Monday, December 19, 2011

Charter 1: Wizard

Spiritman/Chaplin/Road Captain, BFMC 6 (2003-10)

A member profile by LoDown, Historian, BFMC 6

As this remembrance of JW – as so many folks referred to James Wayne Petersen – is written in the spring of 2012, Wizard (his road name as a member of the Boozefighters MC) has been on his long and final ride for over two years. Jim is gone, as they say, but far from forgotten.

The fact is that Wizard had a marked and profound effect on almost everyone he met along what he called life’s journey. That impact continues today. As Spiritman/Chaplin for BFMC 6, he always had an open ear and an even more open and non-judgmental mind to counsel those with serious troubles or to listen quietly for those folks who just needed to talk.

In virtually every instance, those who came to him with a heavy load left with that burden lightened considerably. Not that he just sat around shooting the breeze all day; Wizard liked nothing more than to hop on his motorcycle and hit the roads. Those jaunts could be around town or across the country. The man loved to ride and he proudly wore his Road Captain badge on his cut. So on or off his bike, he more than lived up to the way he once told an interviewer he wanted to be remembered. Which is to say, “He was a good brother.”

The “how and the why” whereby Jim came to be that good brother, loving husband, dutiful son, and friend to so many over his 66 years on the planet can be found, perhaps, in the outline of his life. A native Californian, he was born while WWII was still a daily reality. His family was in the restaurant business and in the early 1960’s a teenaged Jim helped out.

Despite his record as a dutiful son, his folks would not let him ride even a motorized scooter. That was remedied when Jim entered college. Studying first Theology and Philosophy and later Theater and Film, JW got to class on his Triumph, the first of what would be some nine motorcycles over a lifetime of love for hitting the road on two wheels.

Eventually a combination of employment experience in the automotive industry and his interest in motorcycles took him to a Northern California Harley-Davidson dealership and a job in the service department. It was an event that would change his life. It was here that he met various members of the Boozefighters MC, including Leadfoot, Cowboy, others, and myself.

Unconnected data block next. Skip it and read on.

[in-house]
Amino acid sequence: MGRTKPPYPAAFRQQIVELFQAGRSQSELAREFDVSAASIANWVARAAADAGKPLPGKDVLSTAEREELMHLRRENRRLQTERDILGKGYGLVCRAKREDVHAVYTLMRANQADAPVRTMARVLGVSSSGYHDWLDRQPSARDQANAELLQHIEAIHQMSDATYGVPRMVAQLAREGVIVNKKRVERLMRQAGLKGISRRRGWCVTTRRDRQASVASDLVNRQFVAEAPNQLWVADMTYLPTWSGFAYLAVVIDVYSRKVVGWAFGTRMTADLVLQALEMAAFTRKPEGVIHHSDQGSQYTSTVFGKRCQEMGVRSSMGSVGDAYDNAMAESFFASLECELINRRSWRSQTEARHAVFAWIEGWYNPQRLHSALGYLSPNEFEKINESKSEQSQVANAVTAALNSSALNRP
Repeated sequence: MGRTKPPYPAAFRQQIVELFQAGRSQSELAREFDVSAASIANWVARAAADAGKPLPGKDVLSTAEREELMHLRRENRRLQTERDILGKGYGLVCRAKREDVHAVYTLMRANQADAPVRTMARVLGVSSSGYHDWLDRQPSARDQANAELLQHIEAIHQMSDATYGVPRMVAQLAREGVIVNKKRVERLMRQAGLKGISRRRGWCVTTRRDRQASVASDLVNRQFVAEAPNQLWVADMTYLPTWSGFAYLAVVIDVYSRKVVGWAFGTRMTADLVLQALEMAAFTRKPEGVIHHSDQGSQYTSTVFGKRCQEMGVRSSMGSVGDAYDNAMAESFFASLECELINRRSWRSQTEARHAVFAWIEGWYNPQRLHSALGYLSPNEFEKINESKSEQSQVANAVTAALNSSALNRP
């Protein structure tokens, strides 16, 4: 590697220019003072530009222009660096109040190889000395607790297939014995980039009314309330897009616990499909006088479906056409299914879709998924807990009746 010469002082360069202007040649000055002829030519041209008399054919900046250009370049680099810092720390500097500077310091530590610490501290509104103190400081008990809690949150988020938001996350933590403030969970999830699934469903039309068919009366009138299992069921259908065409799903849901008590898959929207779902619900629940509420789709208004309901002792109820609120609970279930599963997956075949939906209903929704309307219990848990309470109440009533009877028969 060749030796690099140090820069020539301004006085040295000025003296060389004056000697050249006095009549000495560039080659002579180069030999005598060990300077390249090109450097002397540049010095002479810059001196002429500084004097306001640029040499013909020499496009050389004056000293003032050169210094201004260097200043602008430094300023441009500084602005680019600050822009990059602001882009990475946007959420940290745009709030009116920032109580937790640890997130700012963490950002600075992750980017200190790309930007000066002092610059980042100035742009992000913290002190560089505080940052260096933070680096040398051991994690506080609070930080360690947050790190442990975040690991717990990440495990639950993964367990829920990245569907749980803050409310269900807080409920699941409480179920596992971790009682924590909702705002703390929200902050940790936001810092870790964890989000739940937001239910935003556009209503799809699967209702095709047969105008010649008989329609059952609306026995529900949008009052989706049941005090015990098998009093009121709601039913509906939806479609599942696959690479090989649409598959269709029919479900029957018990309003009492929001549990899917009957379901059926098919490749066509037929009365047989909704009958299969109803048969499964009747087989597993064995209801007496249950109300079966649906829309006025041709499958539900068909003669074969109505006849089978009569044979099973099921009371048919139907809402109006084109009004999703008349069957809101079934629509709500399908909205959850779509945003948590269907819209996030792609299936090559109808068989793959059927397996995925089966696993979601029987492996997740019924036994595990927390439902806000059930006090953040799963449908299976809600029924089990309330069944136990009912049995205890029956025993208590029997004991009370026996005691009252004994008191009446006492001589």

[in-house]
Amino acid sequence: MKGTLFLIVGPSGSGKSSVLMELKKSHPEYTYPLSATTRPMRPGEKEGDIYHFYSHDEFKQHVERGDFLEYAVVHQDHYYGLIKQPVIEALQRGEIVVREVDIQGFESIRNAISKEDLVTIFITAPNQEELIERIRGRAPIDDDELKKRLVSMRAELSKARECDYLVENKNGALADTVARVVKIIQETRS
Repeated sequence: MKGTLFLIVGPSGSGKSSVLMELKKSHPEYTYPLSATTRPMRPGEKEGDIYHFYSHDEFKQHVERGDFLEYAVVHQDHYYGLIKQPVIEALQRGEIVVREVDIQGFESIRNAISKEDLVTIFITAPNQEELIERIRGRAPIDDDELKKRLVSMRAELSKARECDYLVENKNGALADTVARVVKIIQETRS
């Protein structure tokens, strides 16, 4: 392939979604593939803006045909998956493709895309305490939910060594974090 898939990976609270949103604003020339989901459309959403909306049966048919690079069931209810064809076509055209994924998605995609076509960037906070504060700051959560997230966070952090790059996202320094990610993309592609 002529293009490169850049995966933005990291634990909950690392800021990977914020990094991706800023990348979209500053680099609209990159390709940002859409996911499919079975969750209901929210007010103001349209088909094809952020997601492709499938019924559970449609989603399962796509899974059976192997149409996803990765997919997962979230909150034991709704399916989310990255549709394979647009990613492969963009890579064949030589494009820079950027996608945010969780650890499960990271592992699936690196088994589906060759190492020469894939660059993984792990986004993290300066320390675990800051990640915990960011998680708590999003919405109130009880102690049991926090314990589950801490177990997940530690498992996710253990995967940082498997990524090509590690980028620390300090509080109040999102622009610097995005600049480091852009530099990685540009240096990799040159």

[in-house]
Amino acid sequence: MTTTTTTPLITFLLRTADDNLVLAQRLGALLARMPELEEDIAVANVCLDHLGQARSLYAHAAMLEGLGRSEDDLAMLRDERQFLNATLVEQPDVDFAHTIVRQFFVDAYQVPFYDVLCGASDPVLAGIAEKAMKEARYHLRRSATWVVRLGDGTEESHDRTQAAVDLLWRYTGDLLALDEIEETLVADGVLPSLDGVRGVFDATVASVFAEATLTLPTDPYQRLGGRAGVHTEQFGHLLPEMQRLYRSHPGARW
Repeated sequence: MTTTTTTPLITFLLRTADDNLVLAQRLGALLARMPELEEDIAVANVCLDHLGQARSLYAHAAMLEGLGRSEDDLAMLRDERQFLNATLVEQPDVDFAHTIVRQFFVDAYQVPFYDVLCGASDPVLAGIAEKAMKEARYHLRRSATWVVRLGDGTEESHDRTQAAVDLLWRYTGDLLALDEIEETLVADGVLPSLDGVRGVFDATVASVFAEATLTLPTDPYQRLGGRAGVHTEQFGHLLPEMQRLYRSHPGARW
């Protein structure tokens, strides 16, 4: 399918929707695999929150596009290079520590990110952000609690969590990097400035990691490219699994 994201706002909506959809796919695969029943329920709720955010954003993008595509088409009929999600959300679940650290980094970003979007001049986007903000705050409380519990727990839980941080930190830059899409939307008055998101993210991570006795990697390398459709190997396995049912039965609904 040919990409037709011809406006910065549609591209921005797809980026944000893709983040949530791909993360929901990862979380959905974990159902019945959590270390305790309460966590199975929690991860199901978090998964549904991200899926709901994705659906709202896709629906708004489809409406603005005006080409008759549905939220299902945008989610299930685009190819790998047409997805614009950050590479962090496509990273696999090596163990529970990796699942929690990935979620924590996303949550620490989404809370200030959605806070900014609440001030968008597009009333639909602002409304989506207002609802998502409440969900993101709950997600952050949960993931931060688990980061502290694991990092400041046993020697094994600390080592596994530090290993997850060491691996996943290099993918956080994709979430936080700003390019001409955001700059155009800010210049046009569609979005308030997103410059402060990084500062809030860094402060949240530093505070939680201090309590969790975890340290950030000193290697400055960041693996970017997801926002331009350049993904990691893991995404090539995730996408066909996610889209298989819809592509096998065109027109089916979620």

Leadfoot led the way in bringing Jim to Chapter 6 as a hang around in 2003. Cowboy and I were set to start another chapter of the club to be designated El Dorado/Sacramento Chapter 21 and Jim became a prospect there and I was his sponsor. To say that we shared some great times, with trips to Hollister, the BFMC Spring Nationals, and other places is vast understatement. In fact, we had one hellva a time! When Jim patched out, he was given his “Wizard” road name, based not only on his looks – a long white beard and flowing white hair – but also because of his intelligence (the product of his love of reading) and his sound character.

I think it’s safe to say that, after a lifetime of searching, the Boozefighters MC provided Jim with the fellowship and belonging he had always sought. It helped too that he had met (and would eventually marry) Kelli Walters, a beautiful woman who shared his love of riding and adventure. (Jim eventually transferred back to Chapter 6, with Chapter 21 spliting into a Sacramento group with that designation and the present El Dorado Chapter 121).

But as sometimes happens, just as things looked rosy ahead, JW was diagnosed with bone marrow cancer in fall 2004. From there on Jim fought with all his strength to shake the cancer, undergoing painful treatments that put his illness in remission before it returned to take his life some six years later.

During those intervening years Wizard remained a steadfast patch holder in the club, participating in club events and continuing to ride as much as possible. All the while he gave of himself to his family, brothers, and others. As Kelli recalls, the January 2010 Chapter 6 New Year’s ride provided a last opportunity for bikes to come by the house and for Jim to meet with his friends one last time. Throughout the day, she says, Wizard “maintained his sense of humor and courage.”

Wizard was gone a few days later and some 450 people – club brothers from across the country, family members, and friends -- attended his memorial in Nevada City on a cold and rainy day. A small vile of ashes went to any brother who requested it and Jim rides on today, a welcome companion on many roads and for many years to come.

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